The following morning, as we were having a late breakfast and thinking about what we had to get done during the day, the phone rang. Glancing at the phone's display, I could see that it was our female friend with the olive tree. Thinking she'd be telling me how much oil she'd come home with, I answered with a cheerful greeting. She wasn't too happy.

"When I got there, at about 10 o'clock," she told me, "there were so many pickups in the queue before me and so many men hanging around in their lumberjack jackets and big boots that I couldn't even get near to the entrance. Then I thought, "Who do I ask? I had no idea who was maybe staff and who were customers and then there was the language problem. The fact is, the queue was so big that the pickups were double parked and the queue ran all the way around the building and almost back to the entrance to the parking area. I did get out of the car, but then got back in again!"

Now you might think she was being a bit woossy. But hold on a minute, remember she's turning up at an olive mill at the peak time for olive processing, one little female senior citizen in her compact hatchback car with two pillowslips full of olives and she's suddenly confronted with a bunch of rough and ready men in their olive-harvesting clothes, hardly visible over their piles of olive sacks and crates, all standing around puffing at cigarettes and looking generally pretty intimidating.

"I felt a bit silly," our friend continued, "I mean, there were all these blokes with olives piled high on the backs of their trucks and there was I with a couple of pillowslips-full. I had to admit that after I'd sat there and taken all this in I bottled out. What am I going to do? How long do you think my olives will last in those cotton pillowslips before starting to go off?"

It was at this point, as she was evidently very deflated after yesterday's elation at how we'd managed to harvest over 21 kilos of olives, and her voice revealed her level of anxiety, that we (the phone was on 'speaker' so that Maria, my wife, could hear our conversation) realised what we'd put her through. I hadn't thought about the fact that right now is the peak time and quite forgotten too just what a hubbub she may encounter at the mill. We'd have taken the olives for her, but she'd really wanted to go through the process herself and rightly so.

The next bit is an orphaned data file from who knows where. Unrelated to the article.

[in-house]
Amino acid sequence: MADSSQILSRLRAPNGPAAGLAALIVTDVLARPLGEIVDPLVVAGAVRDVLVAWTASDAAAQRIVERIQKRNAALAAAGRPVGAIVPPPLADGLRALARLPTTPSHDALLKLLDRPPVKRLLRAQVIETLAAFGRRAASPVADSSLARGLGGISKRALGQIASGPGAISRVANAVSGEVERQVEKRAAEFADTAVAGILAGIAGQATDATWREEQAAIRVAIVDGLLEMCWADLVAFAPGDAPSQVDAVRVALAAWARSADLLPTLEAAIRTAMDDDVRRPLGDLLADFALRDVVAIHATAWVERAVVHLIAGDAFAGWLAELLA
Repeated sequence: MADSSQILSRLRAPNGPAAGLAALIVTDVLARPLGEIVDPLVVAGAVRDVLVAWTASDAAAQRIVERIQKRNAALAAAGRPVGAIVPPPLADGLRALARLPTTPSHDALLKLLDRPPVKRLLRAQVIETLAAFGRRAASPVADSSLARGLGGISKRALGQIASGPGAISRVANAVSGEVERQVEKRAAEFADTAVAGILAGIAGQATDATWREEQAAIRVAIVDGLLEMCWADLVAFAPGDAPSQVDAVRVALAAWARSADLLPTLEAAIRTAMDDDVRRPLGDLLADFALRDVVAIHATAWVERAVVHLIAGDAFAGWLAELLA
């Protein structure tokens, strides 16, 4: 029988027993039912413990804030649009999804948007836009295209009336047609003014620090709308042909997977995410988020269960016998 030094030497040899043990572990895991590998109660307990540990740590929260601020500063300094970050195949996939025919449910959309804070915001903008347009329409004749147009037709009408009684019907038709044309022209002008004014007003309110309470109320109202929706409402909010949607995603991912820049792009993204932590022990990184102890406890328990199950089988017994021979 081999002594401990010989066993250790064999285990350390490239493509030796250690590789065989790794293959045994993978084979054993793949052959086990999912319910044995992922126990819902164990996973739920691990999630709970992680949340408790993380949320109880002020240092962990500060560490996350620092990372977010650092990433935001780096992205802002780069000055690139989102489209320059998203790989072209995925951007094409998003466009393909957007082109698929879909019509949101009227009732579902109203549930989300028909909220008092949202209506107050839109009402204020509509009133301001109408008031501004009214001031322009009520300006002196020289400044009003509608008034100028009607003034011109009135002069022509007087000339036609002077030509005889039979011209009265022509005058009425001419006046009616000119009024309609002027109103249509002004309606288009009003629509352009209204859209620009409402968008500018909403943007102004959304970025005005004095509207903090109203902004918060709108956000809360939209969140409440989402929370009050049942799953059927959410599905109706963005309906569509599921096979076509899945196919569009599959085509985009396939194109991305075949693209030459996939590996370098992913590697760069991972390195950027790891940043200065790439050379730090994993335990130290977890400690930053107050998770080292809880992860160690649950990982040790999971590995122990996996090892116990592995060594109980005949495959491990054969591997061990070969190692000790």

Racking my brains for a suggestion, the only one I could come up with was this. "Tell you what," I said, "why not go back up there later this afternoon. Most people turn up in the morning and you'll probably find it a lot quieter at around 4.00pm. Plus, if you go to the other end of the building and into the doorway where people leave with their oil, you'll see a small glass enclosure that serves as the office. I think someone there will speak English. Maybe tell them, …well, show them what you've got and I'm sure they'll say, 'OK, love, leave them with us and we'll slot them in.' They'll maybe say go and have a cup of coffee, or maybe come back in the morning, but I reckon it'll be OK."

Full marks to our plucky friend, she took that suggestion as a good one and rang off. Later that afternoon, at around 4.30pm, the phone went again.

"Hi John. Good news!" She exclaimed in a much more happy voice than used in the last time we'd talked. I asked her what the good news was. She continued:

"I took your advice and went to the other door, at the 'wrong' end of the building and a very nice young man called George asked if he could help me. I told him my dilemma and he couldn't have been nicer. He took me into the office where a very courteous man weighed my olives and even told me how much oil I was likely to get. Guess what, he reckons around five and a half kilos!! That's quite a result isn't it? he also said, after taking a look at my olives, that they were among the best he'd ever seen."

I agreed that indeed it was a result. It also suggested that my wife and I had guessed almost right about how much the olives would yield - more by luck than judgment, granted. Incidentally, if you've ever wondered how to convert kilos into litres of oil, it's roughly one kilo equals 1.24 litres. Only just found that out!

"Anyway," our friend went on, "the man told me to leave the olives with him and he'd have them done for me by early next morning. He was so nice and the other young man interpreted for us too. They were both so helpful. I think they took pity on an 'old lady'!"
"More likely they just exhibited the kind of respect for a helpless female that's part of the culture," I replied, but I was secretly very relieved that her experience was now likely turning into a positive one.

Next morning yet another phone call. This time our friend was quite elated. "I went back at 8.00 o'clock this morning and the man said they were just putting my olives through. He showed me the big machine and even made me a cup of coffee and had me sit in his office while they finished the job. No one could have been more courteous, I felt like the Queen! When I'd finished my coffee he brought my barrel round to the office and opened it to show me my oil. Guess what, he told me I'd netted seven litres!!! He even said that, as he'd suspected, this was extremely good oil and that my olives were top quality."

I could hardly contain my relief and happiness at how she was now feeling. "That's fantastic!" I replied, "even more than we'd thought and more then he'd estimated yesterday too! How much did he charge you for the processing?" Now I was hoping that her answer wouldn't take the shine off of the whole thing.

"Two and a half Euros!! I think I've come out of this pretty well, don't you?"